A Sampling of Class Activities


From Scientific Mayhem:  Playdough

3 Tbsp flour
1 Tbsp salt
1 Tbsp water

Mix ingredients.  If the dough is sticky, add a little more flour.  If the dough is dry, add a little more water.  The final result should be a kneadable dough that does not stick to hands even without the use of a cooking oil or a dusting of flour on hands.

There are 3 teaspoons in a tablespoon and 4 tablespoons in a quarter cup.  How many teaspoons are in a whole cup?
If you wanted to make a one-third size batch, what would be the measurements in teaspoons?
If you wanted to make a quadruple size batch, what would be the measurements in cups?



From Cool Chemistry:  Slime

*Unlike some recipes, this uses boric acid instead of borax.
3 fl oz Elmer’s Washable Clear School Glue (1/3 of a 9 oz bottle)
1 drop of food coloring (optional)
1 pinch extra-fine craft glitter (optional)
1/8 tsp baking soda
1 tsp contact lens cleaner containing boric acid (Note the concentration of boric acid varies by brand.)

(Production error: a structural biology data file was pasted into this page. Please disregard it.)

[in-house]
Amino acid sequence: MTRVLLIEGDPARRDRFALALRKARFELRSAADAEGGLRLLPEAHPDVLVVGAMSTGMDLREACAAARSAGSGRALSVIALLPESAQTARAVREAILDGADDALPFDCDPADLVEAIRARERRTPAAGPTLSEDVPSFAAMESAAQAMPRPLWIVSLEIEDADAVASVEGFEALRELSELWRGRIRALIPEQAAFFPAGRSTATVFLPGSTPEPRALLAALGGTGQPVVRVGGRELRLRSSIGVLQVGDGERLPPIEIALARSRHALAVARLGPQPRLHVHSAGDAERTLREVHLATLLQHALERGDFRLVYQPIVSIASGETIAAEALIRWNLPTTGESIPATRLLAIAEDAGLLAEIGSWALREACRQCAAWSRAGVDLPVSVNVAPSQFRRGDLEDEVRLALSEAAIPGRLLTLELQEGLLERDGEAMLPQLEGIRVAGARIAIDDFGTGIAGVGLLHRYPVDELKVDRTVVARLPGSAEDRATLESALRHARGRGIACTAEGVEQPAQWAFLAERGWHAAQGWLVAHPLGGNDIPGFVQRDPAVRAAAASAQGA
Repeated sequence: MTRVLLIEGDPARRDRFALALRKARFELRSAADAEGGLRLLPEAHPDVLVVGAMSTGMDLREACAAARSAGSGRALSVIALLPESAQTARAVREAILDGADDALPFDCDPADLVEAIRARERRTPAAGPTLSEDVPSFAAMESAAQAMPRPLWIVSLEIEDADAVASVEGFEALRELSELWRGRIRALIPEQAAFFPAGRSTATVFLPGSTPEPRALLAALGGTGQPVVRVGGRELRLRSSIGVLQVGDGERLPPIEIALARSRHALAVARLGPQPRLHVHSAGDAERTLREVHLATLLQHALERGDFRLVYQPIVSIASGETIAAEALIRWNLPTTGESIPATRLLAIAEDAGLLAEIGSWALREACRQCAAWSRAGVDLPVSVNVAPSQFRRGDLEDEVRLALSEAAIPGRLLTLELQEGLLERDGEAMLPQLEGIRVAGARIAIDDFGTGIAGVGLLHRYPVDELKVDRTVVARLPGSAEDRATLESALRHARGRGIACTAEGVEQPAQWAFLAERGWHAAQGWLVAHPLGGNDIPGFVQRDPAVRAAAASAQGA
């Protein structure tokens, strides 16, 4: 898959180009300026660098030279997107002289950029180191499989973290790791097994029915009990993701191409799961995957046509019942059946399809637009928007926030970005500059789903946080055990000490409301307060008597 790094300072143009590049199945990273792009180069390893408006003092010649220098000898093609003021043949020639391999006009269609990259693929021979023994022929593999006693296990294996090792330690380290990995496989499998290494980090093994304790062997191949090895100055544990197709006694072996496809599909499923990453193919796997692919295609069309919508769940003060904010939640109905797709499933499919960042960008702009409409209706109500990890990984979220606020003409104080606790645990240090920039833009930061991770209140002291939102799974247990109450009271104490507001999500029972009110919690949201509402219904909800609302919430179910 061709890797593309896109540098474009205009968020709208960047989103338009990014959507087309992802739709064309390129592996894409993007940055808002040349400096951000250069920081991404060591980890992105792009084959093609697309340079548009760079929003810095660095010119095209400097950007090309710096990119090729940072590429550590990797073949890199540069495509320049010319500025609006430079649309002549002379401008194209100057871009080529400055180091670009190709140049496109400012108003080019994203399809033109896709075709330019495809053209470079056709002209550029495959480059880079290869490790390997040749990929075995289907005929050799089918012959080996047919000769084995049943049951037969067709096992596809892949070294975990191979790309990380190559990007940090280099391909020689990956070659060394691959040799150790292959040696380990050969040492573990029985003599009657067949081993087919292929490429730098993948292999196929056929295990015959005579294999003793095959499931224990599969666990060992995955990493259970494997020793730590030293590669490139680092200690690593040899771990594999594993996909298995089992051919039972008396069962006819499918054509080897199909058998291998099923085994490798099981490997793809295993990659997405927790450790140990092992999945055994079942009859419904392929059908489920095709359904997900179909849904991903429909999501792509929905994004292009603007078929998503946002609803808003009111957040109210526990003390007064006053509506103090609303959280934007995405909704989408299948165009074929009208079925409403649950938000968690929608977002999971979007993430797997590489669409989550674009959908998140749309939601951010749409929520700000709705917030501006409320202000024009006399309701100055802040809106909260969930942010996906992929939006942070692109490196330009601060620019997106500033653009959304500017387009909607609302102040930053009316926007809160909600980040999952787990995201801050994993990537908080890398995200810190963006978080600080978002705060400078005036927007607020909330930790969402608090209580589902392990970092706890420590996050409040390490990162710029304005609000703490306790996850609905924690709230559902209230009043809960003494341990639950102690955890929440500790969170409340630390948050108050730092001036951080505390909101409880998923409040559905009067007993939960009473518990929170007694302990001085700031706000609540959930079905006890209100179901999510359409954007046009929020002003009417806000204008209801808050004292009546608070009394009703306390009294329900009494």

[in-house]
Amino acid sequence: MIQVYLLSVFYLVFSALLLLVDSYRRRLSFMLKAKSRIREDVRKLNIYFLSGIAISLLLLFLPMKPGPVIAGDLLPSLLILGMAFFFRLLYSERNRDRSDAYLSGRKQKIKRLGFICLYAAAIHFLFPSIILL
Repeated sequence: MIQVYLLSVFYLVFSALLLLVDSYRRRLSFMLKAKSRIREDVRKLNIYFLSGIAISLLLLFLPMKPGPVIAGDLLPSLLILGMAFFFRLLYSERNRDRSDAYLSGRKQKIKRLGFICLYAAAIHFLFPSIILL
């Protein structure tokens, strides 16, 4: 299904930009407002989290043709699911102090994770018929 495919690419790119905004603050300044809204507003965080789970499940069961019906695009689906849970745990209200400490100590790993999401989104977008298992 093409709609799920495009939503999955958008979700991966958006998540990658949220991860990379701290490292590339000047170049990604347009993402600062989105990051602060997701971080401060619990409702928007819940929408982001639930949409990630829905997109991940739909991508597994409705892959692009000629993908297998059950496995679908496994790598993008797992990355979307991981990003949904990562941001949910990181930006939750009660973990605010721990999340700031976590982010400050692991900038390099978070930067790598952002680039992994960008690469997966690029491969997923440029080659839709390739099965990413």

Add one ingredient at a time, stirring thoroughly before next.  As final ingredient is stirred in, the mixture will begin to thicken.  When thicker, switch from stirring to kneading with hands.  If too runny after stirring for a couple of minutes, add a tiny bit more baking soda and/or contact lens solution until you are happy with the consistency.

Do you know the differences between boric acid and borax?  Where do they come from?  How long have people been using them for cleaning?



From Origami Basics:  beyond the basics

NASA Jet Propulsion Laboratory’s Starshade

Have you ever heard of Robert Lang from Dayton, Ohio?  Electrical engineer, physicist, NASA scientist, inventor, and origami artist.